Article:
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Chapter Objectives

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Upon completion of this chapter, the learner should be able to:

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  1. Identify the effects of neurologically based illness or injury on the functional repertoire of the hand and arm related to the performance of daily tasks and engagement in life activities.

  2. Identify examinations, evaluations, and interventions at the basic function and skill levels for an upper extremity affected by neurologically based illness or injury.

  3. Choose appropriate evidence-based examinations, evaluations, and interventions at the occupational performance skill level for an upper extremity affected by neurologically based illness or injury.

  4. List the typical clinical pictures of neurological impairment characteristics of the hand and upper extremity, including impairments underlying abnormal neurological function, safety considerations, and lifespan influence.

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Introduction

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Dana, a 58 year-old musician, had a right hemisphere cerebrovascular accident. She tells you that her “left arm feels tight and stiff, and it is difficult to move. I can’t do anything!” You observe that all left upper extremity movements are in the form of abnormal synergies with no isolated movements. In addition to other body function impairments, you detect spasticity in the left upper extremity. Because the patient has identified left upper extremity tasks as a priority problem, you will need to further explore all underlying impairments potentially contributing to the movement dysfunction, the specifics of the muscle tone examination, and precisely how each upper extremity function has been affected. We will learn more about Dana as the chapter progresses.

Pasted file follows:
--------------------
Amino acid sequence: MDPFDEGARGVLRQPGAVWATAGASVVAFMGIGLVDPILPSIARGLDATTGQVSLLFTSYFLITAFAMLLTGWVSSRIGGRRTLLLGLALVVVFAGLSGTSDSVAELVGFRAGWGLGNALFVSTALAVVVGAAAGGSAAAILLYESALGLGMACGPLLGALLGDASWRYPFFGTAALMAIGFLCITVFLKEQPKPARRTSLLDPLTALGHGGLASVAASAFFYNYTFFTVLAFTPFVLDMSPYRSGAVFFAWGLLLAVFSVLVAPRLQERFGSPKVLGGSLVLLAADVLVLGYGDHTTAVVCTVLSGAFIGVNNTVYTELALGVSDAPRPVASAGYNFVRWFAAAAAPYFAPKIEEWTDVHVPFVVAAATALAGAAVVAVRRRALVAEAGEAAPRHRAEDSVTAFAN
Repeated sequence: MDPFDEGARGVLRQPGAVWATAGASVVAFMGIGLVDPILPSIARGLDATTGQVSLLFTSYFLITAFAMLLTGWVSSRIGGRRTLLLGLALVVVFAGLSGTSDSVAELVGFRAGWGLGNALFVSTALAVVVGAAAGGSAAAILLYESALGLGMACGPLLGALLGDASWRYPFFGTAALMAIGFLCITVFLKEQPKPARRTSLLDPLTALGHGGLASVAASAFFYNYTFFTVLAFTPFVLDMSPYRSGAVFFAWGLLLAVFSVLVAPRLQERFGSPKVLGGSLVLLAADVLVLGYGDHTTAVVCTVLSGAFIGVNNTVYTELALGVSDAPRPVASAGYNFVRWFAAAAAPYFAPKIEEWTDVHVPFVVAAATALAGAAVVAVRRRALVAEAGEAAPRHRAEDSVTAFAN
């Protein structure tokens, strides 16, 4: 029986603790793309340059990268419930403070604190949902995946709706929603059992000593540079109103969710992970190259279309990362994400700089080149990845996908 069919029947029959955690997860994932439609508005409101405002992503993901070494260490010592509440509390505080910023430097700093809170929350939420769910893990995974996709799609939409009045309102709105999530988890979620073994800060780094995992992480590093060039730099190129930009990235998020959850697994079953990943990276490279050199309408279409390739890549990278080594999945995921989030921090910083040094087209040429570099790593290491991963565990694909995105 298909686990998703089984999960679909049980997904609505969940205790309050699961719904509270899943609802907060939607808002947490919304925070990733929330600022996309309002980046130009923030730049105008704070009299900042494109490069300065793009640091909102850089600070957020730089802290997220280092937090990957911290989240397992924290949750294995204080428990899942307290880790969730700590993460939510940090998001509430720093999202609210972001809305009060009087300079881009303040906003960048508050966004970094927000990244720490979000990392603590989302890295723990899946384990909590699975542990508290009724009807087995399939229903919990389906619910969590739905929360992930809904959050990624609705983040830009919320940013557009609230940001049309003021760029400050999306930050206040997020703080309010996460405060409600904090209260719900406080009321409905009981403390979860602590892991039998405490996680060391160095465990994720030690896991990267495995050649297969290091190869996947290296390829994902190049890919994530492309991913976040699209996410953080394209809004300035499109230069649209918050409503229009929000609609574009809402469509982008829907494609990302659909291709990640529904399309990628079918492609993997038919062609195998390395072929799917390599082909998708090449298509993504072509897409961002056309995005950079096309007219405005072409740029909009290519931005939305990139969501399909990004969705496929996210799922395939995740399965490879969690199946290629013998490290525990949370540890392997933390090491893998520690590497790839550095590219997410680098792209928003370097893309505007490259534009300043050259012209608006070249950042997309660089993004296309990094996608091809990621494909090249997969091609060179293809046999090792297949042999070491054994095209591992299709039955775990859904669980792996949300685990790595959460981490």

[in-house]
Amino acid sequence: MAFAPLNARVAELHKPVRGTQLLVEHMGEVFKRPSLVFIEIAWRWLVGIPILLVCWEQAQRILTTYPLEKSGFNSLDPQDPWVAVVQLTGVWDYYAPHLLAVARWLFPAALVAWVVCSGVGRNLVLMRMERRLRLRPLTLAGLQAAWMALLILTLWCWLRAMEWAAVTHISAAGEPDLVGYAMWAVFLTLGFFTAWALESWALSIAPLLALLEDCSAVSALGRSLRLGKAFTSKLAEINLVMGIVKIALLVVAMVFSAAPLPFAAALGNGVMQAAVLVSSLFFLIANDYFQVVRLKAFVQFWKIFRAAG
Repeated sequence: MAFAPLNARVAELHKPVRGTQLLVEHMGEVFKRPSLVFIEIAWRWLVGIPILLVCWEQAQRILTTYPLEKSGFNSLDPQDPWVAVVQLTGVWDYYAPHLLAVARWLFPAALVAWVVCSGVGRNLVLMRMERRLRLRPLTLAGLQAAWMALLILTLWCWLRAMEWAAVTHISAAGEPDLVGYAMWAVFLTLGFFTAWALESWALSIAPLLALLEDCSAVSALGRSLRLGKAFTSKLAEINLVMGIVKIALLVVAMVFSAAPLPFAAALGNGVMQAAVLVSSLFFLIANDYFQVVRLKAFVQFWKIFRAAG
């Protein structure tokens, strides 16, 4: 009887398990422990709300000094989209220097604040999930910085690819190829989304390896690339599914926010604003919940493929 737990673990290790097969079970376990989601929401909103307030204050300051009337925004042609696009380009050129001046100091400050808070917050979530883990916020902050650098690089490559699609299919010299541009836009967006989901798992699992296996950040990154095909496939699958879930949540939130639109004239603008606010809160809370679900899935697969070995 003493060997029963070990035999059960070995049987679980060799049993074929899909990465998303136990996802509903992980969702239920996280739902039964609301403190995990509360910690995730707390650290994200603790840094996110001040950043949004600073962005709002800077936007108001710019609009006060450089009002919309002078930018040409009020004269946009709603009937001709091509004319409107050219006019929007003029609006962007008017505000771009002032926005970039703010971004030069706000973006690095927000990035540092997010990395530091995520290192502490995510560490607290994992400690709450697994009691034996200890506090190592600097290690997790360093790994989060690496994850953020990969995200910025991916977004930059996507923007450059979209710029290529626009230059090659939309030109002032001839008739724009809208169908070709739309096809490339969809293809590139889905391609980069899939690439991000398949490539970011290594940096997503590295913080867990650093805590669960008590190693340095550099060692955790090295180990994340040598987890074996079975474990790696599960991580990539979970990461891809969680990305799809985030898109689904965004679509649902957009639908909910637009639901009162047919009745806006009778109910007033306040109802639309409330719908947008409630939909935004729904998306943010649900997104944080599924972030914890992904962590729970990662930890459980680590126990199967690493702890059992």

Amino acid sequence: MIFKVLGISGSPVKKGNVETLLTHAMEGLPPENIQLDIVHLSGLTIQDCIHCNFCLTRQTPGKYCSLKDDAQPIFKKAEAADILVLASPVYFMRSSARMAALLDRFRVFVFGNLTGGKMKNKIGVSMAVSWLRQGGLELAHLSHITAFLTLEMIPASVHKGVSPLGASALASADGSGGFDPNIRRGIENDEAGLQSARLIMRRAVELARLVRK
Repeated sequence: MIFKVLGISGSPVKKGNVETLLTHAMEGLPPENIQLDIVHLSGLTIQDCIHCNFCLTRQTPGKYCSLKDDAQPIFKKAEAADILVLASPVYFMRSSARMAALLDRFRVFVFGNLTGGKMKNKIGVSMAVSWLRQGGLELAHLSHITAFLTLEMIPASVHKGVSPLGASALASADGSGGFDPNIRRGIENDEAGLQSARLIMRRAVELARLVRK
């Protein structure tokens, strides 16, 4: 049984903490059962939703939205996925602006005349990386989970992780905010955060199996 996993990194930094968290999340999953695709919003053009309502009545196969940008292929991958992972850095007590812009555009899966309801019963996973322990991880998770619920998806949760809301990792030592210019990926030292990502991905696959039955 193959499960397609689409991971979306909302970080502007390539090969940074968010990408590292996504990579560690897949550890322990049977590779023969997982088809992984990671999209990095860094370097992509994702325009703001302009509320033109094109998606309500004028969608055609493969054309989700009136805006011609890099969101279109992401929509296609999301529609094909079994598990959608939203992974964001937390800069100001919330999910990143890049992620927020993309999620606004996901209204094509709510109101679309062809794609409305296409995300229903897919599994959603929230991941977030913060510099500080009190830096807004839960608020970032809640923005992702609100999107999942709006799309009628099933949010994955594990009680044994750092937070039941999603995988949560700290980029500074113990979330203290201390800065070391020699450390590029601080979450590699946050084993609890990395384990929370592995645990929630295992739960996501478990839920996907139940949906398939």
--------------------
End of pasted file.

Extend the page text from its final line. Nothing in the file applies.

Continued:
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This morning, you may have pushed the snooze button on your alarm clock, reached for the blankets, and plumped your pillow for an extra minute of “shut-eye.” Or perhaps you threw back the covers, ran your hands through your hair, and faced the new day. As you prepared for the day, you ran a familiar upper extremity (UE) obstacle course that included manipulation and navigation of small items, such as a razor; toothpaste, shampoo, creams, or pill bottle caps; slippery soaps and lotions; tubes, pencils, and brushes for makeup; and buttons, zippers, ties, snaps, and Velcro for closures—not to mention remote controls and microwave buttons. You successfully met many challenges just to get ready for the day. Depending on the education, work, leisure, or other tasks scheduled in your day, you then carried out additional unique sets of coordinated hand and arm tasks. For the most part, all of these were accomplished with ease owing to the dexterity, coordination, and control of your hands and UEs.

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Upper extremity (UE), a term generally used to describe all the muscular, skeletal, nervous, and soft tissues of the shoulder, arm, forearm, and hand, is inadequate for describing the importance of this portion of the anatomy in the performance of occupations or activities of daily living; these actions, which people engage in throughout their life, give them meaning and include care of their body, home, and family, as well as work, ...

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